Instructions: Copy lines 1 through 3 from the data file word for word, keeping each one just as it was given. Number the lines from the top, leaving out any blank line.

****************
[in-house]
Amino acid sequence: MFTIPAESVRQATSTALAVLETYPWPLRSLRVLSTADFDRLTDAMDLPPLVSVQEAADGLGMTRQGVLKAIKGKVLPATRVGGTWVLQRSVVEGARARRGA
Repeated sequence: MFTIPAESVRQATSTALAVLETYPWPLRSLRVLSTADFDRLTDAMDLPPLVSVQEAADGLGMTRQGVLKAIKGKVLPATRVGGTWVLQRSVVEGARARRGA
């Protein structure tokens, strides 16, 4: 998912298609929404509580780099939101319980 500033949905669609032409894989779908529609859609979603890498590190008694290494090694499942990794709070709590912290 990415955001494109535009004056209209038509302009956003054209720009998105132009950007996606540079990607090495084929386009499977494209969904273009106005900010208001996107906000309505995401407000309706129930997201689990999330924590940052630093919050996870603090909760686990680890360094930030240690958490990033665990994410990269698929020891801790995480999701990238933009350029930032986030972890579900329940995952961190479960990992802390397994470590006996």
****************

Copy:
[in-house]
Amino acid sequence: MFTIPAESVRQATSTALAVLETYPWPLRSLRVLSTADFDRLTDAMDLPPLVSVQEAADGLGMTRQGVLKAIKGKVLPATRVGGTWVLQRSVVEGARARRGA
Repeated sequence: MFTIPAESVRQATSTALAVLETYPWPLRSLRVLSTADFDRLTDAMDLPPLVSVQEAADGLGMTRQGVLKAIKGKVLPATRVGGTWVLQRSVVEGARARRGA